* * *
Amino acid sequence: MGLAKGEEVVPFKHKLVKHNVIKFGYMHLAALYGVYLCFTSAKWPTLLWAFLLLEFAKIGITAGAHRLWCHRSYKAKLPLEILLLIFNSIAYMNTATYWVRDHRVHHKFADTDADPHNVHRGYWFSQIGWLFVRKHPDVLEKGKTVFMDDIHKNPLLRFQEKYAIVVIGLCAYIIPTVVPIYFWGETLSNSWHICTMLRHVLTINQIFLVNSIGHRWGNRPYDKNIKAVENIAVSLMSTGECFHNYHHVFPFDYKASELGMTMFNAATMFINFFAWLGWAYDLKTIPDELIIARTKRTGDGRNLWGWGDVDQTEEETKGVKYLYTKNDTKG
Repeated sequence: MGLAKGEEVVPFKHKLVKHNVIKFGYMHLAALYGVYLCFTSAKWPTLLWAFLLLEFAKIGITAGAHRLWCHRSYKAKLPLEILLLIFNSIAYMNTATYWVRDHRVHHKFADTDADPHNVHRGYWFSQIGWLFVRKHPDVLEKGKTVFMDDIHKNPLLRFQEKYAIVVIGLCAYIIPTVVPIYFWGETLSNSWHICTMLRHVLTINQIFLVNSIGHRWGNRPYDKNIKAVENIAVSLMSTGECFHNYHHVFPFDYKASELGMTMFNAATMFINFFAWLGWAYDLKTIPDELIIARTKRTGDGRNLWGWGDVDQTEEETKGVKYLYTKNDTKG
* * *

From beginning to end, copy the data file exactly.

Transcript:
Amino acid sequence: MGLAKGEEVVPFKHKLVKHNVIKFGYMHLAALYGVYLCFTSAKWPTLLWAFLLLEFAKIGITAGAHRLWCHRSYKAKLPLEILLLIFNSIAYMNTATYWVRDHRVHHKFADTDADPHNVHRGYWFSQIGWLFVRKHPDVLEKGKTVFMDDIHKNPLLRFQEKYAIVVIGLCAYIIPTVVPIYFWGETLSNSWHICTMLRHVLTINQIFLVNSIGHRWGNRPYDKNIKAVENIAVSLMSTGECFHNYHHVFPFDYKASELGMTMFNAATMFINFFAWLGWAYDLKTIPDELIIARTKRTGDGRNLWGWGDVDQTEEETKGVKYLYTKNDTKG
Repeated sequence: MGLAKGEEVVPFKHKLVKHNVIKFGYMHLAALYGVYLCFTSAKWPTLLWAFLLLEFAKIGITAGAHRLWCHRSYKAKLPLEILLLIFNSIAYMNTATYWVRDHRVHHKFADTDADPHNVHRGYWFSQIGWLFVRKHPDVLEKGKTVFMDDIHKNPLLRFQEKYAIVVIGLCAYIIPTVVPIYFWGETLSNSWHICTMLRHVLTINQIFLVNSIGHRWGNRPYDKNIKAVENIAVSLMSTGECFHNYHHVFPFDYKASELGMTMFNAATMFINFFAWLGWAYDLKTIPDELIIARTKRTGDGRNLWGWGDVDQTEEETKGVKYLYTKNDTKG